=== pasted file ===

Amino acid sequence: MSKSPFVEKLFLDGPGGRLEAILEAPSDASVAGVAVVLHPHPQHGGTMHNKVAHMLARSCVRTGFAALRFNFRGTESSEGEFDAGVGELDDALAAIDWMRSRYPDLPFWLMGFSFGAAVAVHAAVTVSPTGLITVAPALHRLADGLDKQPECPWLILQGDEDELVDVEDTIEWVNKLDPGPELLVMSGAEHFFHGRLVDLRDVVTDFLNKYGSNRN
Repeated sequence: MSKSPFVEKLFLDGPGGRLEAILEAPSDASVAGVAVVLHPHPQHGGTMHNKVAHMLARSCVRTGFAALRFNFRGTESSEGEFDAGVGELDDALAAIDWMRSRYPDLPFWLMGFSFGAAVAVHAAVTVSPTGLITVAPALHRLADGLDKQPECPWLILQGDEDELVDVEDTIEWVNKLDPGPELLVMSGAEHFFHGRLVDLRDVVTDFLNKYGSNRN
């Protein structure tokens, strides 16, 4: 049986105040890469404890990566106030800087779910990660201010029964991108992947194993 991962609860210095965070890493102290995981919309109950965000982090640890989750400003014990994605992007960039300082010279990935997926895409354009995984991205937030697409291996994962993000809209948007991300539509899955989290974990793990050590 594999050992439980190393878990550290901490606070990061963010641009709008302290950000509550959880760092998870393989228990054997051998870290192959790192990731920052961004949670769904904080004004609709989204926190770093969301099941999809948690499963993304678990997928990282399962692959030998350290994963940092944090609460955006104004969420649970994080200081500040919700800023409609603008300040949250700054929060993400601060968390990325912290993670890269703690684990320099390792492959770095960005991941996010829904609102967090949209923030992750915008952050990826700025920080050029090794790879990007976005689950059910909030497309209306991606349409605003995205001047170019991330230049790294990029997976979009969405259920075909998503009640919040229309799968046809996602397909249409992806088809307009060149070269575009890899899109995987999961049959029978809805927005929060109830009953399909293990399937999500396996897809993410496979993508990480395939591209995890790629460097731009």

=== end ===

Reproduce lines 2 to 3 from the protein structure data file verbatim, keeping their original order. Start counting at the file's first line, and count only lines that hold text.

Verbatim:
Repeated sequence: MSKSPFVEKLFLDGPGGRLEAILEAPSDASVAGVAVVLHPHPQHGGTMHNKVAHMLARSCVRTGFAALRFNFRGTESSEGEFDAGVGELDDALAAIDWMRSRYPDLPFWLMGFSFGAAVAVHAAVTVSPTGLITVAPALHRLADGLDKQPECPWLILQGDEDELVDVEDTIEWVNKLDPGPELLVMSGAEHFFHGRLVDLRDVVTDFLNKYGSNRN
């Protein structure tokens, strides 16, 4: 049986105040890469404890990566106030800087779910990660201010029964991108992947194993 991962609860210095965070890493102290995981919309109950965000982090640890989750400003014990994605992007960039300082010279990935997926895409354009995984991205937030697409291996994962993000809209948007991300539509899955989290974990793990050590 594999050992439980190393878990550290901490606070990061963010641009709008302290950000509550959880760092998870393989228990054997051998870290192959790192990731920052961004949670769904904080004004609709989204926190770093969301099941999809948690499963993304678990997928990282399962692959030998350290994963940092944090609460955006104004969420649970994080200081500040919700800023409609603008300040949250700054929060993400601060968390990325912290993670890269703690684990320099390792492959770095960005991941996010829904609102967090949209923030992750915008952050990826700025920080050029090794790879990007976005689950059910909030497309209306991606349409605003995205001047170019991330230049790294990029997976979009969405259920075909998503009640919040229309799968046809996602397909249409992806088809307009060149070269575009890899899109995987999961049959029978809805927005929060109830009953399909293990399937999500396996897809993410496979993508990480395939591209995890790629460097731009």